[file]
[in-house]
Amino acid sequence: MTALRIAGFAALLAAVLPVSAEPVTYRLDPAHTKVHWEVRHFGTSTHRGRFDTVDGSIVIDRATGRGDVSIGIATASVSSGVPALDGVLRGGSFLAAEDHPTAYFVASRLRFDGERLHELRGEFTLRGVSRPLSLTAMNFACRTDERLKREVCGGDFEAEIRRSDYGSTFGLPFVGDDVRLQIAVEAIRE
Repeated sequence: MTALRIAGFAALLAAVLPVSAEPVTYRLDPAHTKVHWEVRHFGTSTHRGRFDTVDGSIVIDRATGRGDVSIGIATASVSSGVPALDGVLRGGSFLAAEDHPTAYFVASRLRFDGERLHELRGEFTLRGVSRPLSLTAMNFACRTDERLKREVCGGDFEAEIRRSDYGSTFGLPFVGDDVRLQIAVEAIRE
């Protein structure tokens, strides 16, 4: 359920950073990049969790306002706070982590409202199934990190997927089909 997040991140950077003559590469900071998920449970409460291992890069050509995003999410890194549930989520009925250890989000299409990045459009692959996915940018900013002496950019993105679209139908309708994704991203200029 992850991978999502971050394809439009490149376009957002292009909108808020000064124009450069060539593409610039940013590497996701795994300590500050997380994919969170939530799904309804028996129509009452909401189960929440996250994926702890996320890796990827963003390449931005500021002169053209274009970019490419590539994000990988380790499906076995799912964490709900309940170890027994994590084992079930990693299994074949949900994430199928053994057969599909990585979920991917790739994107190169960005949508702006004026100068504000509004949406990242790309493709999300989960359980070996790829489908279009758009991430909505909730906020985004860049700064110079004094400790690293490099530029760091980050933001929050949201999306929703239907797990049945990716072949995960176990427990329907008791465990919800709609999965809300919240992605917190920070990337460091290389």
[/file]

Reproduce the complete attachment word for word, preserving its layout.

[in-house]
Amino acid sequence: MTALRIAGFAALLAAVLPVSAEPVTYRLDPAHTKVHWEVRHFGTSTHRGRFDTVDGSIVIDRATGRGDVSIGIATASVSSGVPALDGVLRGGSFLAAEDHPTAYFVASRLRFDGERLHELRGEFTLRGVSRPLSLTAMNFACRTDERLKREVCGGDFEAEIRRSDYGSTFGLPFVGDDVRLQIAVEAIRE
Repeated sequence: MTALRIAGFAALLAAVLPVSAEPVTYRLDPAHTKVHWEVRHFGTSTHRGRFDTVDGSIVIDRATGRGDVSIGIATASVSSGVPALDGVLRGGSFLAAEDHPTAYFVASRLRFDGERLHELRGEFTLRGVSRPLSLTAMNFACRTDERLKREVCGGDFEAEIRRSDYGSTFGLPFVGDDVRLQIAVEAIRE
């Protein structure tokens, strides 16, 4: 359920950073990049969790306002706070982590409202199934990190997927089909 997040991140950077003559590469900071998920449970409460291992890069050509995003999410890194549930989520009925250890989000299409990045459009692959996915940018900013002496950019993105679209139908309708994704991203200029 992850991978999502971050394809439009490149376009957002292009909108808020000064124009450069060539593409610039940013590497996701795994300590500050997380994919969170939530799904309804028996129509009452909401189960929440996250994926702890996320890796990827963003390449931005500021002169053209274009970019490419590539994000990988380790499906076995799912964490709900309940170890027994994590084992079930990693299994074949949900994430199928053994057969599909990585979920991917790739994107190169960005949508702006004026100068504000509004949406990242790309493709999300989960359980070996790829489908279009758009991430909505909730906020985004860049700064110079004094400790690293490099530029760091980050933001929050949201999306929703239907797990049945990716072949995960176990427990329907008791465990919800709609999965809300919240992605917190920070990337460091290389």